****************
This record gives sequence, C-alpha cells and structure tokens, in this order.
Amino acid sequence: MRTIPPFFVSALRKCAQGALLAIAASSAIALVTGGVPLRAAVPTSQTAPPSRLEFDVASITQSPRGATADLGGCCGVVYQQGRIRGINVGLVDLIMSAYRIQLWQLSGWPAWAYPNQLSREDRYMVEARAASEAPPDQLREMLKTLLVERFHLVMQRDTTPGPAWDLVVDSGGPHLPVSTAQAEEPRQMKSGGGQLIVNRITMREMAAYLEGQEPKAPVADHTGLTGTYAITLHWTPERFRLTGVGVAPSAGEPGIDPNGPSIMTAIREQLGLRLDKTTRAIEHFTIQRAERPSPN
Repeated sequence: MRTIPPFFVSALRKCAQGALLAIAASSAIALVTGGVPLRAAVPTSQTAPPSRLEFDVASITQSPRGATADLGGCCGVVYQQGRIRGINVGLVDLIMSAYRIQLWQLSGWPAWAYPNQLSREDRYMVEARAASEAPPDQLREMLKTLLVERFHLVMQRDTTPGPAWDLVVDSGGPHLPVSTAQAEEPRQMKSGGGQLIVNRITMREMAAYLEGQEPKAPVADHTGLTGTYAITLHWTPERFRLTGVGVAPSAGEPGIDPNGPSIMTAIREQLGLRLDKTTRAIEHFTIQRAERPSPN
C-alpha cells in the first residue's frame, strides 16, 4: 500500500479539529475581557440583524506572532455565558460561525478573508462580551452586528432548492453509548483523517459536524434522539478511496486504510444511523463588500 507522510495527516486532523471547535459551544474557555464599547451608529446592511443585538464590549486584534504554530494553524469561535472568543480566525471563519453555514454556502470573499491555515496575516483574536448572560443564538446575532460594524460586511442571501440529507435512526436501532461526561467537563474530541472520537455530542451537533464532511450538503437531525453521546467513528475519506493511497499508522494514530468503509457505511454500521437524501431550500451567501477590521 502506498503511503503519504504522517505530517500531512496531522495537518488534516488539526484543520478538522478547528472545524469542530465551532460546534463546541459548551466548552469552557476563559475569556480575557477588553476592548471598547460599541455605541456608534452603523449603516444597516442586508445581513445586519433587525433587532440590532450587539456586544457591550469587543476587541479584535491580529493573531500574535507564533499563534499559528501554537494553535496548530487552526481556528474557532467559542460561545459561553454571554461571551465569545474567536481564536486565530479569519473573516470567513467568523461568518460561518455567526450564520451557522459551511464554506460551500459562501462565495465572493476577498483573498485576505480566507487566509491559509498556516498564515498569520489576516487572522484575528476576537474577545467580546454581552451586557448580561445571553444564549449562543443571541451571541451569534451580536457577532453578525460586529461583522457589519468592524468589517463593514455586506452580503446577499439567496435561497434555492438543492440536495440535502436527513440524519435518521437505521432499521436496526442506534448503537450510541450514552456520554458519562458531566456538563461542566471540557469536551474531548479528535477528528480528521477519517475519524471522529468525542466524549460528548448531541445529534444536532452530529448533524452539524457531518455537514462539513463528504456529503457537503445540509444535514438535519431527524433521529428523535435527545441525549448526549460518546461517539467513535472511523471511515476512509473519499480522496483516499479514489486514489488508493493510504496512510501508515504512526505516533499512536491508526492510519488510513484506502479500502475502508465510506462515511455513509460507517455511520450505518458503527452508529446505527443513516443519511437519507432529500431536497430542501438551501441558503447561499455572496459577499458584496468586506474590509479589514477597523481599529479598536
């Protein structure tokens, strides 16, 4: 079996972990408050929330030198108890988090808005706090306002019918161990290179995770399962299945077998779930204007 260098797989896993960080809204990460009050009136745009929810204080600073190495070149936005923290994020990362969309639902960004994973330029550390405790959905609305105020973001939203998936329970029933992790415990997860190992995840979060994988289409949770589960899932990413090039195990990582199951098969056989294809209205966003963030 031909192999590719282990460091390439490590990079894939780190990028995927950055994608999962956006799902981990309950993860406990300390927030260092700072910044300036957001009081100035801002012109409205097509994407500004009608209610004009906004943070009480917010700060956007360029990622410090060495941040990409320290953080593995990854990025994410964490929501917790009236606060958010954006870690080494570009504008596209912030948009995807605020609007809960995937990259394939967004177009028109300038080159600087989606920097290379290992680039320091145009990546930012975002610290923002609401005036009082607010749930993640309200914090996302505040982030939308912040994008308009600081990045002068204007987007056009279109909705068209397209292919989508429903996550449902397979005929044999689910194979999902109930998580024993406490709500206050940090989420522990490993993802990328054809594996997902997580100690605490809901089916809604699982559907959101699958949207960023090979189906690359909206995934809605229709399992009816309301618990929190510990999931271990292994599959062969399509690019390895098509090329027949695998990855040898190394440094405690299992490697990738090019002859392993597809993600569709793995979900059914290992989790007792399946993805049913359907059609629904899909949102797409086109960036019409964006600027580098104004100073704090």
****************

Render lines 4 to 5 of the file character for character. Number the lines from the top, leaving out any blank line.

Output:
C-alpha cells in the first residue's frame, strides 16, 4: 500500500479539529475581557440583524506572532455565558460561525478573508462580551452586528432548492453509548483523517459536524434522539478511496486504510444511523463588500 507522510495527516486532523471547535459551544474557555464599547451608529446592511443585538464590549486584534504554530494553524469561535472568543480566525471563519453555514454556502470573499491555515496575516483574536448572560443564538446575532460594524460586511442571501440529507435512526436501532461526561467537563474530541472520537455530542451537533464532511450538503437531525453521546467513528475519506493511497499508522494514530468503509457505511454500521437524501431550500451567501477590521 502506498503511503503519504504522517505530517500531512496531522495537518488534516488539526484543520478538522478547528472545524469542530465551532460546534463546541459548551466548552469552557476563559475569556480575557477588553476592548471598547460599541455605541456608534452603523449603516444597516442586508445581513445586519433587525433587532440590532450587539456586544457591550469587543476587541479584535491580529493573531500574535507564533499563534499559528501554537494553535496548530487552526481556528474557532467559542460561545459561553454571554461571551465569545474567536481564536486565530479569519473573516470567513467568523461568518460561518455567526450564520451557522459551511464554506460551500459562501462565495465572493476577498483573498485576505480566507487566509491559509498556516498564515498569520489576516487572522484575528476576537474577545467580546454581552451586557448580561445571553444564549449562543443571541451571541451569534451580536457577532453578525460586529461583522457589519468592524468589517463593514455586506452580503446577499439567496435561497434555492438543492440536495440535502436527513440524519435518521437505521432499521436496526442506534448503537450510541450514552456520554458519562458531566456538563461542566471540557469536551474531548479528535477528528480528521477519517475519524471522529468525542466524549460528548448531541445529534444536532452530529448533524452539524457531518455537514462539513463528504456529503457537503445540509444535514438535519431527524433521529428523535435527545441525549448526549460518546461517539467513535472511523471511515476512509473519499480522496483516499479514489486514489488508493493510504496512510501508515504512526505516533499512536491508526492510519488510513484506502479500502475502508465510506462515511455513509460507517455511520450505518458503527452508529446505527443513516443519511437519507432529500431536497430542501438551501441558503447561499455572496459577499458584496468586506474590509479589514477597523481599529479598536
């Protein structure tokens, strides 16, 4: 079996972990408050929330030198108890988090808005706090306002019918161990290179995770399962299945077998779930204007 260098797989896993960080809204990460009050009136745009929810204080600073190495070149936005923290994020990362969309639902960004994973330029550390405790959905609305105020973001939203998936329970029933992790415990997860190992995840979060994988289409949770589960899932990413090039195990990582199951098969056989294809209205966003963030 031909192999590719282990460091390439490590990079894939780190990028995927950055994608999962956006799902981990309950993860406990300390927030260092700072910044300036957001009081100035801002012109409205097509994407500004009608209610004009906004943070009480917010700060956007360029990622410090060495941040990409320290953080593995990854990025994410964490929501917790009236606060958010954006870690080494570009504008596209912030948009995807605020609007809960995937990259394939967004177009028109300038080159600087989606920097290379290992680039320091145009990546930012975002610290923002609401005036009082607010749930993640309200914090996302505040982030939308912040994008308009600081990045002068204007987007056009279109909705068209397209292919989508429903996550449902397979005929044999689910194979999902109930998580024993406490709500206050940090989420522990490993993802990328054809594996997902997580100690605490809901089916809604699982559907959101699958949207960023090979189906690359909206995934809605229709399992009816309301618990929190510990999931271990292994599959062969399509690019390895098509090329027949695998990855040898190394440094405690299992490697990738090019002859392993597809993600569709793995979900059914290992989790007792399946993805049913359907059609629904899909949102797409086109960036019409964006600027580098104004100073704090």